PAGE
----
('76 Contributor) As truth seekers we are obliged to review everything, including term limits, with the utmost objectivity. My complaint about term limits is that this reform is far too modest to save us from what ails our society. A point from the book Reinventing Government was spot on, "The New Deal paradigm of government is obsolete." Clinton was president then and made the book famous, but did nothing to build on its few sound points. I approached the authors (Osborne and Gaebler) to ask why he had not articulated what the new paradigm might be. No response.
The Reason Foundation countered the left-leaning book with Revolution at the Roots. In short it said "follow the 10th Amendment" and equally offered more words than vision and failed to articulate a new paradigm. Each side followed with another round of rebuttal books, lots of interesting reading and a few fresh ways to view a few things, but no one really touched further on the need for a new vision ... a new paradigm.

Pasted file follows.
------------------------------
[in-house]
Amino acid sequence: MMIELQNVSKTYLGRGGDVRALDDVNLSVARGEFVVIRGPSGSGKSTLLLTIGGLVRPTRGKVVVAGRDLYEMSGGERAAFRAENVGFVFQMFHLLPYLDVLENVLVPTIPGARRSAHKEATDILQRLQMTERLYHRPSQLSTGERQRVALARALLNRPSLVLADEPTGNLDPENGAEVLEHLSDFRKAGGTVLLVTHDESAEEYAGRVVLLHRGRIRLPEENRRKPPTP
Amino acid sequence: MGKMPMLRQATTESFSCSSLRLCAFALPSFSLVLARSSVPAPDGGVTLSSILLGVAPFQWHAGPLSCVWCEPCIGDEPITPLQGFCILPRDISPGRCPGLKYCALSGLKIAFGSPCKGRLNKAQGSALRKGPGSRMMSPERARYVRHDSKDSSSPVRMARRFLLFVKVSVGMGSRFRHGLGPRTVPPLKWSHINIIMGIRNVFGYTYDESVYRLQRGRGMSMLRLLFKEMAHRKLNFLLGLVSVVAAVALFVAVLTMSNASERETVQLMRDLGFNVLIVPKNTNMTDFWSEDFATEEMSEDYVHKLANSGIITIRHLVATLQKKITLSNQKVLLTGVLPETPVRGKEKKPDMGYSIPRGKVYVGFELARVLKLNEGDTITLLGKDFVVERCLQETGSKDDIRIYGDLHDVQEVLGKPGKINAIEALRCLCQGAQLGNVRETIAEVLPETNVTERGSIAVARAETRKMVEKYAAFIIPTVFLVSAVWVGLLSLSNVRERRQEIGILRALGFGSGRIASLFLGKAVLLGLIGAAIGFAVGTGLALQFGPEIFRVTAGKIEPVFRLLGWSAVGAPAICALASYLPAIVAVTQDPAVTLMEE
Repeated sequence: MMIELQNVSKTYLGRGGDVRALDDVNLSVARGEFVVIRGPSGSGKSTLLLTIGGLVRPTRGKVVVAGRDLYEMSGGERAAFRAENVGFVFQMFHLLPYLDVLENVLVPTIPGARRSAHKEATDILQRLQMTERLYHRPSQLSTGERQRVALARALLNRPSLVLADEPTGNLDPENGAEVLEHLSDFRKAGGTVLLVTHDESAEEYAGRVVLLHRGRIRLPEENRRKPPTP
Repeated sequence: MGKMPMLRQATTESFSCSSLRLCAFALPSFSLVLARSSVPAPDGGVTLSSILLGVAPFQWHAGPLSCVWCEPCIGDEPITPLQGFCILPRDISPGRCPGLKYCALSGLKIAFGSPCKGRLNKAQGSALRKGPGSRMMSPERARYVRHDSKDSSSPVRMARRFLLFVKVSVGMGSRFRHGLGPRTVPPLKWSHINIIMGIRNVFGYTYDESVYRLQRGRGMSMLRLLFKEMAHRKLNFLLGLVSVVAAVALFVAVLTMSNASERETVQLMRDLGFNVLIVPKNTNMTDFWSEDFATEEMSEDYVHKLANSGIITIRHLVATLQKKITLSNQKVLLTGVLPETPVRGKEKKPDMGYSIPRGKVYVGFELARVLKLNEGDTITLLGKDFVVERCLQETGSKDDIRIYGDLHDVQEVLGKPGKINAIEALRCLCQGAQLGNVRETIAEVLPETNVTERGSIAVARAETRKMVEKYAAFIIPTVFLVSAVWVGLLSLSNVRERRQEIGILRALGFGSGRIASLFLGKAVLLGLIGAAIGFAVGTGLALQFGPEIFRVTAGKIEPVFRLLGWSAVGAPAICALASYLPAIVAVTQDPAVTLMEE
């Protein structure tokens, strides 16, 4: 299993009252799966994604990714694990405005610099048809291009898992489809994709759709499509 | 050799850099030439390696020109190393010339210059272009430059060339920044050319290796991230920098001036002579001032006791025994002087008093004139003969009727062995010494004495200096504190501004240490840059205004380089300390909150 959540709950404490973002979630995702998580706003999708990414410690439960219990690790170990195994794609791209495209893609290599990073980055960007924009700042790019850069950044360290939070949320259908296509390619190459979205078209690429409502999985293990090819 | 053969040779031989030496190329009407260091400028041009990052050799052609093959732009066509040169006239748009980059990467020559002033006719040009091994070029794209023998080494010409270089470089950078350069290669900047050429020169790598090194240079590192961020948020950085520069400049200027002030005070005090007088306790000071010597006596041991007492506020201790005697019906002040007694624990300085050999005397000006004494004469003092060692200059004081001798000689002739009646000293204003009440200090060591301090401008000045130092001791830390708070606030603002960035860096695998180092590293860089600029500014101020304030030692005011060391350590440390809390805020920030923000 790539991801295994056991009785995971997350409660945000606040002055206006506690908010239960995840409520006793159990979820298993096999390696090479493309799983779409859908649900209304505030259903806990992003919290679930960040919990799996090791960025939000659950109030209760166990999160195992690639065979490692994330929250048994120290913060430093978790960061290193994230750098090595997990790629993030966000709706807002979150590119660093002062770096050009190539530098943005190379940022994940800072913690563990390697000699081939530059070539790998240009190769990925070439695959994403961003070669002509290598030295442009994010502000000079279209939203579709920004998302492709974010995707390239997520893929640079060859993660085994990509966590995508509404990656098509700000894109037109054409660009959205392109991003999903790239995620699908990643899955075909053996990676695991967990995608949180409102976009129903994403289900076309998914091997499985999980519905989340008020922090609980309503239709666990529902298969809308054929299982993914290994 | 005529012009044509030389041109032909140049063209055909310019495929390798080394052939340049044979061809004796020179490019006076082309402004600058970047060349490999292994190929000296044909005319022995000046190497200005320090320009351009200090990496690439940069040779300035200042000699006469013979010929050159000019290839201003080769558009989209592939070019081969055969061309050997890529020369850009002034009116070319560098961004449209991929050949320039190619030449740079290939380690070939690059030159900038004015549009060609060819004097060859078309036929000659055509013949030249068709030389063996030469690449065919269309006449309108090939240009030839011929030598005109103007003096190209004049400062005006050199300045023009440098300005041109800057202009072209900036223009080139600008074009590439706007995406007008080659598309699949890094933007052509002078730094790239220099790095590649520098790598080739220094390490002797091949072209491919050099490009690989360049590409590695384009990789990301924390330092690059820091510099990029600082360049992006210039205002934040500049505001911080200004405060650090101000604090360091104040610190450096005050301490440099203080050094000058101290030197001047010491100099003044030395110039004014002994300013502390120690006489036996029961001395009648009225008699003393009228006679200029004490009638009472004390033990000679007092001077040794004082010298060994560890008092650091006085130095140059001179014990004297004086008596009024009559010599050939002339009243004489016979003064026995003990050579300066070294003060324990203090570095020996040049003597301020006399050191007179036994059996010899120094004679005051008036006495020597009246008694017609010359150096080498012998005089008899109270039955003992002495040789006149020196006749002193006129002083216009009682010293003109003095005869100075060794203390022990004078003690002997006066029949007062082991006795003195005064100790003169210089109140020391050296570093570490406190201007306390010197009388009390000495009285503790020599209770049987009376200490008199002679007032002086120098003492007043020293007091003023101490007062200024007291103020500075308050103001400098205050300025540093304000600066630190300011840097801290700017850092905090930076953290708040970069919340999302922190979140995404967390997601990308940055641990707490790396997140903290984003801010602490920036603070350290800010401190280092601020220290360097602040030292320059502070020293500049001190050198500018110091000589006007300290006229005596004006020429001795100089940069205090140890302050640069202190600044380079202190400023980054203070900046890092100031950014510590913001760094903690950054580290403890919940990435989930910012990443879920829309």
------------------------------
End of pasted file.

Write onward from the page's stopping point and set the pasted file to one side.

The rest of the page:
Because a practical new vision has not yet been articulated by either the left or the right, problems fester. Public anger and frustration grow ... and you know what I'm talking about. The welfare state (that obsolete paradigm) labors to irretrievably entrench itself, at the same time global free trade and global tax competition threatens to bankrupt all welfare states. My point is ... we have a lot more substantial things to focus on than term limits at this point. My Reform Party friends in the mid 1990s never gained the understanding, that it was the system that corrupted the people more than the incumbents were fundamentally corrupt. They were incapable of thinking any more deeply than kick the bums out. Writing for the elimination of term limits will bring attention to your name. That may be the only benefit. An activist movement to that effect will fail (particularly with the current mood on the street) ... with the net result of your time and mine being consumed and diverted from items of greater consequence and current relevance. It saddens me as much as it anyone that profound leaders such as Bob Schaffer and John Andrews were victims of term limits. Yet, your title "brain drain" both insults our population and suffers myopic vision. It infers a point that I know Bob would never claim himself, that he is, without contest, the most intelligent of the 700,000 people in his CD. Surely there must be at least a few in 700,000 who can match his intellect and leadership. Your title also degrades their subsequent achievements since leaving office as less important than being in office. At best, such an assertion is debatable and my personal view is with Jefferson's and what they learned in serving helps them to contribute to society in their later endeavors ... making their in-office contributions less substantial than their subsequent contributions to society. We should be on our guard of anyone who views serving in office as an end. Like success and happiness it should be part of the journey. None of us should allow ourselves to fall into the trap of worshiping the golden calf of government or our elected officials. This view is counter to the Declaration ... counter to freedom and liberty.